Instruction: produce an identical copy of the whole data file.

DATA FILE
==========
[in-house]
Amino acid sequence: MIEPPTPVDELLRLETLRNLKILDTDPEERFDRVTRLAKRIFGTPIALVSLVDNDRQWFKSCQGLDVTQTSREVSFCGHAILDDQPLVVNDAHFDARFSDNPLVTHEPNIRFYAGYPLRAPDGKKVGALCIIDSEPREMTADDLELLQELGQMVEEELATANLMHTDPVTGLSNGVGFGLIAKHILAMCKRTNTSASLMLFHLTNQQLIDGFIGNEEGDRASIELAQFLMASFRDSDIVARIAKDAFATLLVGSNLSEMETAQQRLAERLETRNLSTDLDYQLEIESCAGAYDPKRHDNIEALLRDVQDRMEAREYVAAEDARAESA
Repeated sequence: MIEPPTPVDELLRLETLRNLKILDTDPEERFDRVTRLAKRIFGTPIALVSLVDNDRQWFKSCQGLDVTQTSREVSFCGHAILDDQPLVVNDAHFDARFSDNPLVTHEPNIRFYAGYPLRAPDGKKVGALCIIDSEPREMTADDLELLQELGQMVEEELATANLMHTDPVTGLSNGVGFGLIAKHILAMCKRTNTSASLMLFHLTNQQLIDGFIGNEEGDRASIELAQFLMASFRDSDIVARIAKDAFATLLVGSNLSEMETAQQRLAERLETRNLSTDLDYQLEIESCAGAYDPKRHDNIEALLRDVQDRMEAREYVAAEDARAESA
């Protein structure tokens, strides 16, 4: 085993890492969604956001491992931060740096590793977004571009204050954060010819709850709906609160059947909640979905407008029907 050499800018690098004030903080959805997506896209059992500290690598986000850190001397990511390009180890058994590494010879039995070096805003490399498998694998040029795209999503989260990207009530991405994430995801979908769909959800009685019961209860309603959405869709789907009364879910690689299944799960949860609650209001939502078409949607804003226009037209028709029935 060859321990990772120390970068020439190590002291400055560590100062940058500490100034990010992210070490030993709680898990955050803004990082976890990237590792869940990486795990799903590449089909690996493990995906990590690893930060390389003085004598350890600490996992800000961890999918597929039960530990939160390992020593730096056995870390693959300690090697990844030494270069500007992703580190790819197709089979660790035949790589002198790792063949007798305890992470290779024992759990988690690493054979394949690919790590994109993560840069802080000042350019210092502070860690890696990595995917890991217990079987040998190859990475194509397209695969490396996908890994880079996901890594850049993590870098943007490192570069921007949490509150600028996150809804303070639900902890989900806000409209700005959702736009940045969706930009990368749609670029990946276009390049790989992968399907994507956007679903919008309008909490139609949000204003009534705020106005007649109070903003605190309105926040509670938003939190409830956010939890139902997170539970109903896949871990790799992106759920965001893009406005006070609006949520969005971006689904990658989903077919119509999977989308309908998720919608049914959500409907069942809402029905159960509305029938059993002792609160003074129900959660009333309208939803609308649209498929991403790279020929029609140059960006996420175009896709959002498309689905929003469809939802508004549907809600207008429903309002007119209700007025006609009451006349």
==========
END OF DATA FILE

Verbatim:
[in-house]
Amino acid sequence: MIEPPTPVDELLRLETLRNLKILDTDPEERFDRVTRLAKRIFGTPIALVSLVDNDRQWFKSCQGLDVTQTSREVSFCGHAILDDQPLVVNDAHFDARFSDNPLVTHEPNIRFYAGYPLRAPDGKKVGALCIIDSEPREMTADDLELLQELGQMVEEELATANLMHTDPVTGLSNGVGFGLIAKHILAMCKRTNTSASLMLFHLTNQQLIDGFIGNEEGDRASIELAQFLMASFRDSDIVARIAKDAFATLLVGSNLSEMETAQQRLAERLETRNLSTDLDYQLEIESCAGAYDPKRHDNIEALLRDVQDRMEAREYVAAEDARAESA
Repeated sequence: MIEPPTPVDELLRLETLRNLKILDTDPEERFDRVTRLAKRIFGTPIALVSLVDNDRQWFKSCQGLDVTQTSREVSFCGHAILDDQPLVVNDAHFDARFSDNPLVTHEPNIRFYAGYPLRAPDGKKVGALCIIDSEPREMTADDLELLQELGQMVEEELATANLMHTDPVTGLSNGVGFGLIAKHILAMCKRTNTSASLMLFHLTNQQLIDGFIGNEEGDRASIELAQFLMASFRDSDIVARIAKDAFATLLVGSNLSEMETAQQRLAERLETRNLSTDLDYQLEIESCAGAYDPKRHDNIEALLRDVQDRMEAREYVAAEDARAESA
């Protein structure tokens, strides 16, 4: 085993890492969604956001491992931060740096590793977004571009204050954060010819709850709906609160059947909640979905407008029907 050499800018690098004030903080959805997506896209059992500290690598986000850190001397990511390009180890058994590494010879039995070096805003490399498998694998040029795209999503989260990207009530991405994430995801979908769909959800009685019961209860309603959405869709789907009364879910690689299944799960949860609650209001939502078409949607804003226009037209028709029935 060859321990990772120390970068020439190590002291400055560590100062940058500490100034990010992210070490030993709680898990955050803004990082976890990237590792869940990486795990799903590449089909690996493990995906990590690893930060390389003085004598350890600490996992800000961890999918597929039960530990939160390992020593730096056995870390693959300690090697990844030494270069500007992703580190790819197709089979660790035949790589002198790792063949007798305890992470290779024992759990988690690493054979394949690919790590994109993560840069802080000042350019210092502070860690890696990595995917890991217990079987040998190859990475194509397209695969490396996908890994880079996901890594850049993590870098943007490192570069921007949490509150600028996150809804303070639900902890989900806000409209700005959702736009940045969706930009990368749609670029990946276009390049790989992968399907994507956007679903919008309008909490139609949000204003009534705020106005007649109070903003605190309105926040509670938003939190409830956010939890139902997170539970109903896949871990790799992106759920965001893009406005006070609006949520969005971006689904990658989903077919119509999977989308309908998720919608049914959500409907069942809402029905159960509305029938059993002792609160003074129900959660009333309208939803609308649209498929991403790279020929029609140059960006996420175009896709959002498309689905929003469809939802508004549907809600207008429903309002007119209700007025006609009451006349």